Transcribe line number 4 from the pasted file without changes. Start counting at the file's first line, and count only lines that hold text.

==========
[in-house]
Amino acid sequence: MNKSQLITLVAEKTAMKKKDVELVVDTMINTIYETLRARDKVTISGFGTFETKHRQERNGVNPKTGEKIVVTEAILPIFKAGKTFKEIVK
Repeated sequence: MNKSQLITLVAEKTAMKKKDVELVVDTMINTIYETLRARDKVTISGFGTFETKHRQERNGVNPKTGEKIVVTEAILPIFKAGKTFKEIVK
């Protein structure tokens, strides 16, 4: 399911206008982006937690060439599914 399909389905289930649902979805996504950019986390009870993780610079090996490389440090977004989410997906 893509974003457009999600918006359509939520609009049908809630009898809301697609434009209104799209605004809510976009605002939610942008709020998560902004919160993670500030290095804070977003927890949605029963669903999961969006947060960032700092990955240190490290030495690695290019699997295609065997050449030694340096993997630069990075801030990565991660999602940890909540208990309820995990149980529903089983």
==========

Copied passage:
């Protein structure tokens, strides 16, 4: 399911206008982006937690060439599914 399909389905289930649902979805996504950019986390009870993780610079090996490389440090977004989410997906 893509974003457009999600918006359509939520609009049908809630009898809301697609434009209104799209605004809510976009605002939610942008709020998560902004919160993670500030290095804070977003927890949605029963669903999961969006947060960032700092990955240190490290030495690695290019699997295609065997050449030694340096993997630069990075801030990565991660999602940890909540208990309820995990149980529903089983």